New York Personal Injury Law Blog » Medical Malpractice, tort reform


January 29th, 2008

More on Bush’s Frivolous Claim of "Junk Medical Lawsuits"

When I wrote this morning that Bush complained, once again, about “junk medical lawsuits” in the State of the Union, I wrote that he never cites any studies to support the claim. Nor for that matter, do tort “reformers.” Ted Frank jumped up at Point of Law to claim, however, that a study reveals that 28% of patients who suffered no medical error received compensation. So let’s look at the study he cites to that was published in May 2006 in the New England Journal of Medicine, which was conducted by the Harvard School of Public Health and the Harvard Risk Management Foundation (Claims, Errors, and Compensation Payments in Medical Malpractice Litigation). But I’ll give you a quick peak at the conclusion: The authors clearly disagree with Ted as to whether there is a problem of frivolous medical malpractice suits.

My perspective in doing this analysis is 20 years of doing mostly medical malpractice cases, having reviewed hundreds of filed cases (and vastly more of potential claims that were rejected), deposed many hundreds of medical witnesses and tried my share of cases. Ted brings to the table a career in academia, BigLaw and conservative think tanks. That doesn’t make either one of us right or wrong, it just shows our perspective.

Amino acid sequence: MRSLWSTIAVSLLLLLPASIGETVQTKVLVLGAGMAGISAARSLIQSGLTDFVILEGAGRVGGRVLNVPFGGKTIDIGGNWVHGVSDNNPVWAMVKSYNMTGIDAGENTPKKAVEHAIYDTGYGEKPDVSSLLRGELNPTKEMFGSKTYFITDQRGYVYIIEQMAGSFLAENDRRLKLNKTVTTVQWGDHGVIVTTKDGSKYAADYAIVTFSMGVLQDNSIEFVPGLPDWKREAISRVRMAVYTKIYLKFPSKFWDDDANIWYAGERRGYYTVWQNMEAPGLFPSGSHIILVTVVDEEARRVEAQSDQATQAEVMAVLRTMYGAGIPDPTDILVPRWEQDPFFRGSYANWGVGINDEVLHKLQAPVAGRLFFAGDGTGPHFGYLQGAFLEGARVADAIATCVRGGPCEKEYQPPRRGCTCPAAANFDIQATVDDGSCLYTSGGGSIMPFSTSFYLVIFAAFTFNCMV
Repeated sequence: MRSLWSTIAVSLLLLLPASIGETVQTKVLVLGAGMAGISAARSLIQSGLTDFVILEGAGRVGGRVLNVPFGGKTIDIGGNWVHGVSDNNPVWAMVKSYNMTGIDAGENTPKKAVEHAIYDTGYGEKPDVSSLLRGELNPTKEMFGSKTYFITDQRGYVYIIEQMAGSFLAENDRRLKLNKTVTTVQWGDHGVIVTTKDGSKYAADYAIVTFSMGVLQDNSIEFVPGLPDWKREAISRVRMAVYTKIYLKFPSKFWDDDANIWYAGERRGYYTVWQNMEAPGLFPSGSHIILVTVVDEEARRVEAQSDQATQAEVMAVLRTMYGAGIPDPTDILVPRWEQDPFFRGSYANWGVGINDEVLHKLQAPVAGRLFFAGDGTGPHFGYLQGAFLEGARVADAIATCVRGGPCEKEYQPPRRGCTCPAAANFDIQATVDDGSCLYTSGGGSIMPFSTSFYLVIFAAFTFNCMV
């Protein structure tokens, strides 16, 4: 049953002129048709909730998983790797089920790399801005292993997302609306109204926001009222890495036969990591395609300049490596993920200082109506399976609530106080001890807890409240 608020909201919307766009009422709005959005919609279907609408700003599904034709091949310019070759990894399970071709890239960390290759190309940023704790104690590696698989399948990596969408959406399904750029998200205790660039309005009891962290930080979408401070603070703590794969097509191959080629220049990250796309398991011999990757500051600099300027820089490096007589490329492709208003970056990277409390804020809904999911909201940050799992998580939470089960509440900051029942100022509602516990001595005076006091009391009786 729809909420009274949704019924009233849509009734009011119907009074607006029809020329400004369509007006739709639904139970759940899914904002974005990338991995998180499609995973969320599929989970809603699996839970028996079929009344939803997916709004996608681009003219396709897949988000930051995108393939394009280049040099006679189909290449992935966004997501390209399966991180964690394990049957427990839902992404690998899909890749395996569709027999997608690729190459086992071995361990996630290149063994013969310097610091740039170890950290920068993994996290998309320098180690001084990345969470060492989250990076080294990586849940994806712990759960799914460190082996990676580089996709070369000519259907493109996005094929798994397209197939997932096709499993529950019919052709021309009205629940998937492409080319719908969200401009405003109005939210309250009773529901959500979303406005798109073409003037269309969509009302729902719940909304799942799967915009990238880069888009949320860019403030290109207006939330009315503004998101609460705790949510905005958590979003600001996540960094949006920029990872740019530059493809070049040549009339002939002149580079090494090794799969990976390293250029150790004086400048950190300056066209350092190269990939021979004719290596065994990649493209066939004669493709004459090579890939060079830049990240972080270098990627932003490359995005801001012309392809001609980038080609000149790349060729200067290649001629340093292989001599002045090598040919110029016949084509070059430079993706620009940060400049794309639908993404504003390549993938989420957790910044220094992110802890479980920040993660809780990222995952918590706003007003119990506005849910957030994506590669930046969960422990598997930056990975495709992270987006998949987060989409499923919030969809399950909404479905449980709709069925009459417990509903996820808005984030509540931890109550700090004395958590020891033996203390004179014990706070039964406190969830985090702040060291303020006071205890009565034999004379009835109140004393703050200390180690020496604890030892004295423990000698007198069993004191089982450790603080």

In looking at how the numbers were arrived at, the first thing that jumped out at me from the study is the fact that the analysis was from the perspective of the defendant doctors/hospitals since closed insurance company claims files were the source of the materials the investigators used. This meant, almost by definition, that the defense claims will be more fully presented in the files than the plaintiffs’ claims.

Take this simple example: A woman complains of a hard lump in the breast at a January exam. The lump is dismissed by the doctor as fibrocystic disease, and that note is made in the chart. A year later, the lump is finally biopsied due to continuing complaints and the cancer is found. The patient says one thing about that January visit while the doctor, relying on her notes, says something else.

Thus, a finding of liability by an investigator is damning in any one particular case because it is likely based on the records, but a finding of no liability does not carry the same weight. Why? Because many cases present raw issues of fact that can’t be decided by a review of files such as the breast cancer case above. A doctor says one thing and a patient says something else. If the medical notes are skewed, they are skewed toward the defense. (The authors concede this problem, writing: “Agreement was especially difficult to obtain among claims involving missed or delayed diagnoses.”)

Resolving these disputed issues of fact is a jury function. They do their best by looking people in the eye when they testify to make their determinations in conjunction with direct and circumstantial evidence mustered by both sides. It may take anywhere from several days to several weeks to hear that evidence.